The Killer App Finale

Last week I posted The Killer App, the story of a real software project with a cliff-hanger, pick-a-path ending.  It’s time to close the loop. “The Killer App” was a project that was not just late, but hopeless; a claims processing system that could not process a single claim end-to-end.  When I suggested that we … Read more

A Tale of Two Performance Projects

b2ap3_thumbnail_twoface.jpgImagine for a moment two companies have an identical problem – the website is slow.  Perhaps this is a huge problem; the company bet it’s future on a new product, that customers sign up for on the web, and performance is bad enough that people are abandoning the site and going to the competition.  In a few more months, the competition will ‘own’ the market, and the percentage of customers that are even worth fighting over will be a small percentage of the total – more like 9% than the 90% of market share hoped for in the initial offering.

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System Shenanigans

b2ap3_thumbnail_systemantics.jpgLast week I put out the Black Swan In The Enterprise, which argued that most uptime planning comes from the ability to predict the future — and sometimes, the future is wildly different that you would have predicted.  Things fall apart; the centre does not hold — and they fall apart very differently than what the team planned for up front.  If that’s the case, what’s the company to do, and how can Operating Systems promise those 99.995% uptimes and take themselves seriously?

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Yugo Testing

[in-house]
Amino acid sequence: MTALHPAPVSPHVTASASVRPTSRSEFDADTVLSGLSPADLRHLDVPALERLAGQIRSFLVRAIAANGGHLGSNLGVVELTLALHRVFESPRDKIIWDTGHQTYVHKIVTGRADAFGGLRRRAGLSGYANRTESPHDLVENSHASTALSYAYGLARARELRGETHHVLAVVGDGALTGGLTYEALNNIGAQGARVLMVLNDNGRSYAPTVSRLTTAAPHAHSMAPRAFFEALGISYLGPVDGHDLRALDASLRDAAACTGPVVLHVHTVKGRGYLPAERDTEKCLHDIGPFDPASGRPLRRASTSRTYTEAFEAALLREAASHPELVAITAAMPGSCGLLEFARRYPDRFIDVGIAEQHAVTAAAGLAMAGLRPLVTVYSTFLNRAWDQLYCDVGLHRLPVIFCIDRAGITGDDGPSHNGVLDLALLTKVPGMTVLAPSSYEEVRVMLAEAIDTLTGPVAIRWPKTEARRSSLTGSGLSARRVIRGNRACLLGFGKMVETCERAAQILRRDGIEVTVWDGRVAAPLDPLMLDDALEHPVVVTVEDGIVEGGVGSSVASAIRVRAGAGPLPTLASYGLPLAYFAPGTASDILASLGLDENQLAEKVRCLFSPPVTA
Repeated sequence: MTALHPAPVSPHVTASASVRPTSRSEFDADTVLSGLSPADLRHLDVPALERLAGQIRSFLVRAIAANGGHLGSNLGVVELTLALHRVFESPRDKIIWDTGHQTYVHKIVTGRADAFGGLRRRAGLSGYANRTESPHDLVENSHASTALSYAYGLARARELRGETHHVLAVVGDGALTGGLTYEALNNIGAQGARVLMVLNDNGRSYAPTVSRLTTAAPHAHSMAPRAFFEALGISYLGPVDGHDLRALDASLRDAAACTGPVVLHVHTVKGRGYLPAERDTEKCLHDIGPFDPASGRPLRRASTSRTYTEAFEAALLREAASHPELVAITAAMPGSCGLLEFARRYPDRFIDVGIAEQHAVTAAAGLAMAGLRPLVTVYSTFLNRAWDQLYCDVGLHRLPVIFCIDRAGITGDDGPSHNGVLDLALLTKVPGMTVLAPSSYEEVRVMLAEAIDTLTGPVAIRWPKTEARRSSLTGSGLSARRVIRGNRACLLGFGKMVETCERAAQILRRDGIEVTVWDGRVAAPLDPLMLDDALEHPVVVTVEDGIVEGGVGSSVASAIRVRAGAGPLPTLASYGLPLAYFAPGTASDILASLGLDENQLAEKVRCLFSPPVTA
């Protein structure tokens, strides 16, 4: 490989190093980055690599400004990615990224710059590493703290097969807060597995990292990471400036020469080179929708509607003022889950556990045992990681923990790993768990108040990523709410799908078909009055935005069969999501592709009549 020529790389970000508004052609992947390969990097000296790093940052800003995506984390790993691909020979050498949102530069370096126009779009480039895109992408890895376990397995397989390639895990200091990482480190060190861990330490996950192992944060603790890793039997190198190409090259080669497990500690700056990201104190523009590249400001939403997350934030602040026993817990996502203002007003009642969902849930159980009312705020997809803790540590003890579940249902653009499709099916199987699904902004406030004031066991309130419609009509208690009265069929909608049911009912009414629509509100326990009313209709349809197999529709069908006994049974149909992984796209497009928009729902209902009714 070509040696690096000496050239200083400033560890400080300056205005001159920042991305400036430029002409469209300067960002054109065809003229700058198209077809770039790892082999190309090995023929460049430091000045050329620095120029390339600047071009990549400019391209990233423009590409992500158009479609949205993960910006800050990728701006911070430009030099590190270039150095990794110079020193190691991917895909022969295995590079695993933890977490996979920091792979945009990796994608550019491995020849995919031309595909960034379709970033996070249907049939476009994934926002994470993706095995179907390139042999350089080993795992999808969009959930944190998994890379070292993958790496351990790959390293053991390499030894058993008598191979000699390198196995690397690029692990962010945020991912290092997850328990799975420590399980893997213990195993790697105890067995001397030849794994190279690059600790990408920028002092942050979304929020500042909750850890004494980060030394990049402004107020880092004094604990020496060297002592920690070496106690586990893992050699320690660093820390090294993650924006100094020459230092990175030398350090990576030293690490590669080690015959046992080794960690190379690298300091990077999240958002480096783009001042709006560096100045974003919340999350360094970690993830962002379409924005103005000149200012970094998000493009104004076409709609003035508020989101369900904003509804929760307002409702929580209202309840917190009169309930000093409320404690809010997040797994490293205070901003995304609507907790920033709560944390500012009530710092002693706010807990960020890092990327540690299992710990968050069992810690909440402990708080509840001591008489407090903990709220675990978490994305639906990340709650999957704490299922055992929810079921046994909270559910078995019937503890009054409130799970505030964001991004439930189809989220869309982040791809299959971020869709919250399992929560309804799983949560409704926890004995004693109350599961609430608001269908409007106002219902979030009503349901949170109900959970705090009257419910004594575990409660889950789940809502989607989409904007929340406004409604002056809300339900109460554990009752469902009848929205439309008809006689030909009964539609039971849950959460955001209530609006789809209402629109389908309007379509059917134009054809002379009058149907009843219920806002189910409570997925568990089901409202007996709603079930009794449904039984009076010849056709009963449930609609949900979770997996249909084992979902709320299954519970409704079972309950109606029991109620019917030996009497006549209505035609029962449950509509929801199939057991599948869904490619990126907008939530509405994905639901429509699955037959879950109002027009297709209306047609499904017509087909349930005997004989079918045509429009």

Recently, I was invited to observe a colleague’s monthly stress test exercise. There is a large room filled with mangers and technicians, experts in various aspects of the system, general network specialists, application specialists, customer support representatives and a collection of people with backgrounds in various aspects of testing.

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Deviant Deviation

A few years ago, I worked a performance project.  You probably know the type:  Customers were upset, executives were upset, technical staff were asking for specific direction (and not getting much) … nobody was happy.

The code was already in production, and there was no obvious ‘roll it back to the previous version that is just fine’ trick for us to pull.  It was pretty bad.

There are worse projects.  When the technical staff starts pointing fingers at each other, then you know nothing is going to get done.  At least we had hope.

Then came the fateful day.  The CEO was on the conference call, and he said, very sincerely, “We’ve got problems with the website … we really need some more testing.”

At this, the director of product quality perked up. “I have to politely disagree.  Testing will tell us if the product is slow or not.  We already know the answer to that question:  It is slow.  In addition to knowing it is slow, we know what parts are slow:  We have gigabytes and gigabytes of performance data to look at.  It occurs to me that we need something else, other than performance testing; we need performance fixing.”

He was right.  We did get to fixing, but the next step was to analyze that performance data, to find opportunities for improvement.

It turns out that analyzing can be surprisingly challenging.  More about that today.

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